Song of the rain worshiper

Rains off the southern coast of Upolu, Samoa

You see it coming, you feel it in your bones and you can smell it in the air. When you get caught out in the middle of it you may be happy to be stuck there with the person who gives you butterflies, or you may be grumpy and annoyed that your game of basketball has been interrupted. But if you’re playing football, volleyball or rugby, it intensifies the amusement and prolongs the entertainment value. It feels like you’re running under water because in truth, you are.


Say what you will about it, but there is something very calming about rainy days. When it rains through the night, the gentle pitter-patter on your window pane is the silent drum that guides you towards the dreamland of your choice. And if it rains into the morning, nothing makes you want to stay under the covers, bundle up and uninterrupted in your semi-conscious bliss, your body pleading with your mind to stay in bed until dusk.

I am a brooding, gloomy person at heart so the pensive nature of rain brings out the best in me. I write better when there is rain. I think clearer when it rains. I am sentimental, sappy, indulgent, selfish and yet at the same time giving when it rains. I am an emotional, preoccupied, perceptive and believe it or not sensitive sap when it rains. Rain is the sometimes gentle, always soothing, sometimes course and seldom unnatural catalyst for contemplation and inspiration.

Here’s an odd thought – Whenever I lived near a beach I rarely went to spend time there during the heat of the day when the sun was beating down and those who worshiped its rays sat out and soaked it up as if it was the last day of sunshine they would ever see on earth. I on the other hand, rushed down to the beach when it rained because there was something about a desolate, lonely shoreline where the complementary opacity of the ocean and the sky merged together to create one solid connection between the heavens and the earth and time literally felt as if it was standing still. It is in that moment that nature is at its most powerful and also its most vulnerable.

Rain slows down time.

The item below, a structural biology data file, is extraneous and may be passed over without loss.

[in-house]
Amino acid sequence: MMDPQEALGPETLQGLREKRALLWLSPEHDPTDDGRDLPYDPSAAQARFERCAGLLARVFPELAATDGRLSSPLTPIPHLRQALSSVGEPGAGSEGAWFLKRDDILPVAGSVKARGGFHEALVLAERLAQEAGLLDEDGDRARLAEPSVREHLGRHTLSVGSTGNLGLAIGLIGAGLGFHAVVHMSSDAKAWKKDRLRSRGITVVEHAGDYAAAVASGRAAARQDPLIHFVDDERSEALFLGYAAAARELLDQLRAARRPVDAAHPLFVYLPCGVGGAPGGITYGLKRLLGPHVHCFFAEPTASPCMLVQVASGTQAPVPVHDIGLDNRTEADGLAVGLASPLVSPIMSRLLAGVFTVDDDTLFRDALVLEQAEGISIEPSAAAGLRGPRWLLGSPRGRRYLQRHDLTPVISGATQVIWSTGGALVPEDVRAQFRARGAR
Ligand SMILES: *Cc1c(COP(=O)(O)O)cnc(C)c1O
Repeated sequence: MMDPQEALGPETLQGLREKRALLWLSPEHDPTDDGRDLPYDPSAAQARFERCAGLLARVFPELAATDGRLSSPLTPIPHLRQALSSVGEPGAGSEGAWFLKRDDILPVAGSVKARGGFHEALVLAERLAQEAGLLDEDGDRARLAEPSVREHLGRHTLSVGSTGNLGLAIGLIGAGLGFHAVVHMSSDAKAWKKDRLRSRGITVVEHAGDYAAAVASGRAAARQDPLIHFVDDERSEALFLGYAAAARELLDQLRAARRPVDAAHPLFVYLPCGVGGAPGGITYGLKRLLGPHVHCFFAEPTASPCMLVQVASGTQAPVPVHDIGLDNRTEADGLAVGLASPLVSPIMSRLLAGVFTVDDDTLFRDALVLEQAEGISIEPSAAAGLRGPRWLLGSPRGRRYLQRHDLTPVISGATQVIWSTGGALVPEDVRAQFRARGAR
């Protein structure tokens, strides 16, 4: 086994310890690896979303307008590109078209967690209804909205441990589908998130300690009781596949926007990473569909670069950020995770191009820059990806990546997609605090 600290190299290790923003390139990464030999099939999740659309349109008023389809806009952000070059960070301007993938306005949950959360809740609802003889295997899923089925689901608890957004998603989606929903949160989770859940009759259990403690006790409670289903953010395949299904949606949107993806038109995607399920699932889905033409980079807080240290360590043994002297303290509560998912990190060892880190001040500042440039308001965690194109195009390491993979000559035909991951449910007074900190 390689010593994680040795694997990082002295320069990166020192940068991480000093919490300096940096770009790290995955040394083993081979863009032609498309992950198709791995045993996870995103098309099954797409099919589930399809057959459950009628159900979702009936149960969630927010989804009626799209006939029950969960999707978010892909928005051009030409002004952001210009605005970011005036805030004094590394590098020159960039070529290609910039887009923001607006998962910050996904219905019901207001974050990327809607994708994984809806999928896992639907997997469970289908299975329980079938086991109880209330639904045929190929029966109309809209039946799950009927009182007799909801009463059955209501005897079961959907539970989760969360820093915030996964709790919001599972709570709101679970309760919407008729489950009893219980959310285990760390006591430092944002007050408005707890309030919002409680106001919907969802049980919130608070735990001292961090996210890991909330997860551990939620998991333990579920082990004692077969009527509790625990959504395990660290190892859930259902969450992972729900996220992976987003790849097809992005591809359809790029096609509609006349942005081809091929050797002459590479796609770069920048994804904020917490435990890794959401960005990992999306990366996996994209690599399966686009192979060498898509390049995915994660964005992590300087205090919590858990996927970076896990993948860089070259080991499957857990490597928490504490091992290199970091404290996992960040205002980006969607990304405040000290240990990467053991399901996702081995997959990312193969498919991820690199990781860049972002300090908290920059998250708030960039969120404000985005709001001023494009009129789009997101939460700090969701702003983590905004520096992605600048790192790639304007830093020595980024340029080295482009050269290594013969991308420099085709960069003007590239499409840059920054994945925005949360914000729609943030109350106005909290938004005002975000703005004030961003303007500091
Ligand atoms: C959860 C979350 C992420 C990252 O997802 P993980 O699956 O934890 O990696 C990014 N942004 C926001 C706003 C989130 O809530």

As a kid I recall hating rainy days because it thwarted all of our well laid plans for the weekends when school was out and we wanted nothing more than to be out and about, terrorizing the neighborhood. In hindsight, rain saved me from spending a lot of time in lock up at the county jail for terrorizing the neighborhood as an adult. When it rained I could spend hours reading a book, writing in a journal or just staring out the window as the rain washed the world. From oil stained driveways and dusty car hoods to chalky house paint, everything was washed clean by rain.

Rain brings us closer.

In Samoa we had torrential rains that wiped out bridges and forced us to wade through knee-deep, sometimes waist-deep water to get from one end of the village to the next. In our home in Pesega one monsoon year, we had to stack our furniture on top of the tables to prevent it from getting soaked through and used brooms to sweep excess water out of our home. But outside when the chores were done and our belongings were secured, there was nothing more exhilarating than playing in the rain.

And in the evening in the villages while the rain continued to come down in sheets, the sight of families huddled together from one house to the next, sitting together in the dim light of kerosene lamps, reading books or talking-story, having a good laugh, every spirit fueled by the warm, soothing, aromatic sweetness of koko Samoa and the unifying comfort and security of being surrounded by loved ones into the dark chilly hours of night.

It rained today and nothing felt better after; nothing felt more invigorating; nothing felt more right after the chaos and stifling heat of summer.

I love the rain.

3 thoughts on “Song of the rain worshiper

  1. I love the peace that rain brings. It also gives me an excuse to build a cozy fire in the fireplace.


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